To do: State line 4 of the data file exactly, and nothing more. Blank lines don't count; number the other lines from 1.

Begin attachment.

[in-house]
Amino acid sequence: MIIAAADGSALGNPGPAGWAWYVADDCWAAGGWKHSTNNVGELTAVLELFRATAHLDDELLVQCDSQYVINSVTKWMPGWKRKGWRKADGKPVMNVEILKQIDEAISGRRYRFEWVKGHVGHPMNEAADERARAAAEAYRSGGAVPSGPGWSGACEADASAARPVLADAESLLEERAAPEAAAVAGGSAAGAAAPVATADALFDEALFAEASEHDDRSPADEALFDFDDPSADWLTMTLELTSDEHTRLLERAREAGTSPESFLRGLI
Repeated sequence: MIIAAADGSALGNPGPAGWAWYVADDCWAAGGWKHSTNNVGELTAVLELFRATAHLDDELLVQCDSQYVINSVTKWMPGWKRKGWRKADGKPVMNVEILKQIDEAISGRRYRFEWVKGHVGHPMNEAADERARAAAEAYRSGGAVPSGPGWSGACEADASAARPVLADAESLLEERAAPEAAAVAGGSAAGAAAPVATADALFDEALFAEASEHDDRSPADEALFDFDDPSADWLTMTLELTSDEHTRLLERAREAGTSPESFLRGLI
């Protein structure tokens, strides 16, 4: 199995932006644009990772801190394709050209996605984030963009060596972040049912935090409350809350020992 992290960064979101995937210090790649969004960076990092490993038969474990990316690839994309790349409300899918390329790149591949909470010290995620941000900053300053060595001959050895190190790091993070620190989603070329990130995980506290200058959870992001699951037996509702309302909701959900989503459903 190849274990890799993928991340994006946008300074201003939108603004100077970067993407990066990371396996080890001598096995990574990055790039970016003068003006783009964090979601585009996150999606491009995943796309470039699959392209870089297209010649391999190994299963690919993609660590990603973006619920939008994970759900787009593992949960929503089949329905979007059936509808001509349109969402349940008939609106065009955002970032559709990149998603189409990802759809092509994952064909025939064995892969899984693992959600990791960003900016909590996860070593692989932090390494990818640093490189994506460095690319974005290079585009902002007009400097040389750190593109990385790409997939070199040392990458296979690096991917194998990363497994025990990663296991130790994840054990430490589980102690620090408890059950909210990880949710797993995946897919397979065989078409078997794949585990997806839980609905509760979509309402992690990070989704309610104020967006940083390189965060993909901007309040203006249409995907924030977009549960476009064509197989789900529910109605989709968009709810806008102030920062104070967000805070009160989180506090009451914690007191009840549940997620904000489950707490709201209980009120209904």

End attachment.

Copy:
């Protein structure tokens, strides 16, 4: 199995932006644009990772801190394709050209996605984030963009060596972040049912935090409350809350020992 992290960064979101995937210090790649969004960076990092490993038969474990990316690839994309790349409300899918390329790149591949909470010290995620941000900053300053060595001959050895190190790091993070620190989603070329990130995980506290200058959870992001699951037996509702309302909701959900989503459903 190849274990890799993928991340994006946008300074201003939108603004100077970067993407990066990371396996080890001598096995990574990055790039970016003068003006783009964090979601585009996150999606491009995943796309470039699959392209870089297209010649391999190994299963690919993609660590990603973006619920939008994970759900787009593992949960929503089949329905979007059936509808001509349109969402349940008939609106065009955002970032559709990149998603189409990802759809092509994952064909025939064995892969899984693992959600990791960003900016909590996860070593692989932090390494990818640093490189994506460095690319974005290079585009902002007009400097040389750190593109990385790409997939070199040392990458296979690096991917194998990363497994025990990663296991130790994840054990430490589980102690620090408890059950909210990880949710797993995946897919397979065989078409078997794949585990997806839980609905509760979509309402992690990070989704309610104020967006940083390189965060993909901007309040203006249409995907924030977009549960476009064509197989789900529910109605989709968009709810806008102030920062104070967000805070009160989180506090009451914690007191009840549940997620904000489950707490709201209980009120209904």